Jan 01 2012Happy New Years Resolutions – Part One
I don’t think New Year’s resolutions can’t technically be expected to begin on New Year’s Day, don’t you? Since, because it’s an extension of New Year’s Eve, smokers are already on a smoking roll and cannot be expected to stop abruptly on the stroke of midnight with so much nicotine in the system. Also dieting on New Year’s Day isn’t a good idea as you can’t eat rationally but really need to be free to consume whatever is necessary, moment by moment, in order to ease your hangover. I think it would be much more sensible if resolutions began generally on January the second.
Helen Fielding, Bridget Jones Diary
Last year my resolution was to keep a blog of What I Learnt Each Day.
WILT had 350 posts in 2012!
Thanks for your comments and support.
What is your resolution for 2012?
Lifehacker has these “Top Ten Easy to Keep Recommendations“
If it was easy, everyone would do it.
“Be at war with your vices, at peace with your neighbors, and let every New Year find you a better man.”
Is there a difference between a goal and a resolution?
Blogger Gretchin Rubin spent a year “test-driving the wisdom of the ages, current scientific studies, and lessons from popular culture about how to be happier. Plutarch, Samuel Johnson, Benjamin Franklin, St. Thérèse, the Dalai Lama, Oprah, Martin Seligman…I cover it all.”. As part of ‘The Happiness Project” she started a daily blog.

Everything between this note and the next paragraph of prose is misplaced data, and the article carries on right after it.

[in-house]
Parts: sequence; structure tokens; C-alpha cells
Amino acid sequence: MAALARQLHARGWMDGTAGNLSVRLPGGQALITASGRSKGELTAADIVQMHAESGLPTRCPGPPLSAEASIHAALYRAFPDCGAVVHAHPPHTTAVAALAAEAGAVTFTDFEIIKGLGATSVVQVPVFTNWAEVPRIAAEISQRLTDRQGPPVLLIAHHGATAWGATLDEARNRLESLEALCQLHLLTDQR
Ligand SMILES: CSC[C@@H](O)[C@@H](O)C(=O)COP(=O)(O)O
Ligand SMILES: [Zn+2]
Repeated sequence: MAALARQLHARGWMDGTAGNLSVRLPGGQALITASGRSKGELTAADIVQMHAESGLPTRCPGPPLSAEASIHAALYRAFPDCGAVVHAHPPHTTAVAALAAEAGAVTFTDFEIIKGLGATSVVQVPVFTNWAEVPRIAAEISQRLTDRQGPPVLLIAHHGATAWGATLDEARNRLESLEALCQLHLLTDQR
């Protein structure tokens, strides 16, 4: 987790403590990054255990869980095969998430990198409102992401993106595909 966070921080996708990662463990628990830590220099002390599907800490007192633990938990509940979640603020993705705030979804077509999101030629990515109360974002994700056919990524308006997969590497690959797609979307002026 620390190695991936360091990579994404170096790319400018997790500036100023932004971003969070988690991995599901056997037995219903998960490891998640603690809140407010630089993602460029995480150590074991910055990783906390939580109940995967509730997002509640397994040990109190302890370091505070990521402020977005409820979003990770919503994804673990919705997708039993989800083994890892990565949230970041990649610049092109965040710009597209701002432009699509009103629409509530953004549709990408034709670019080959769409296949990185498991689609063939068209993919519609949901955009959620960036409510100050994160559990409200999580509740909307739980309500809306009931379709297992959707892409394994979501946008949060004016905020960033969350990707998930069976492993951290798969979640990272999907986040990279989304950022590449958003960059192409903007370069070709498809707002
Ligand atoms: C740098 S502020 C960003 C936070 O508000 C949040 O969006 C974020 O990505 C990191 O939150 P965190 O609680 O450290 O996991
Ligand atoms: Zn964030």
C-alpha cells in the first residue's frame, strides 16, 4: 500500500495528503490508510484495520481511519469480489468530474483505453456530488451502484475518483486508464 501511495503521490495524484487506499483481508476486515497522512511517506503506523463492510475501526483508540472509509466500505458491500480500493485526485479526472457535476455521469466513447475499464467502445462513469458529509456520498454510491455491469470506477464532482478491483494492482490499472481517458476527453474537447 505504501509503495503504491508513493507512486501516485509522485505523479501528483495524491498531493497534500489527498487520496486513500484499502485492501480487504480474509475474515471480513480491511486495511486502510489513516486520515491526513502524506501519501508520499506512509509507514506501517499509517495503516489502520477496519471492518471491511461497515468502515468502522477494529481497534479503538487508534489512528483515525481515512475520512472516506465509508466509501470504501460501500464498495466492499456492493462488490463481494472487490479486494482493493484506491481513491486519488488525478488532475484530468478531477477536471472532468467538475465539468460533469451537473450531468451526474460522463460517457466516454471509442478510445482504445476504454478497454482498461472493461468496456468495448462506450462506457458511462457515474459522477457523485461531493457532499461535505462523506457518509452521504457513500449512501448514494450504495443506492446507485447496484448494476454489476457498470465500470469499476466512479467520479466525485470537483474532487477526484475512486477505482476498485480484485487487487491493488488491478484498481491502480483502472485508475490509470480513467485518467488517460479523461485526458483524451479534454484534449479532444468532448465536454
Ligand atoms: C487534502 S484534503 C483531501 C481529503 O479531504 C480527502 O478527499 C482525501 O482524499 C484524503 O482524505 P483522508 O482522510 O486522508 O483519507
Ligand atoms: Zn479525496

She makes this distinction.
“You hit a goal, you achieve a goal. You keep a resolution.
I think that some objectives are better characterized as resolutions, others, as goals.
“Run in a marathon” or “Become fluent in Spanish” is a good goal. It’s specific. It’s easy to tell when it has been achieved. Once you’ve done it, you’ve done it!
“Eat more vegetables” or “Stop gossiping,” or “Exercise” is better cast as a resolution. You won’t wake up one morning and find that you’ve achieved it. It’s something that you have to resolve to do, every day, forever. You’ll never be done with it.
But it can be easy to get discouraged when you’re trying to hit a goal. What if it takes longer than you expected? What if it’s harder than you expected? And what happens once you’ve reached your goal? Say you’ve run the marathon. What now – do you stop exercising? Do you set a new goal?
With resolutions, the expectations are different. Each day, I try to live up to my resolutions. Sometimes I succeed, sometimes I fail, but every day is a clean slate and a fresh opportunity. I never expect to be done with my resolutions, so I don’t get discouraged when they stay challenging. Which they do.”
Good luck with your resolutions in 2012.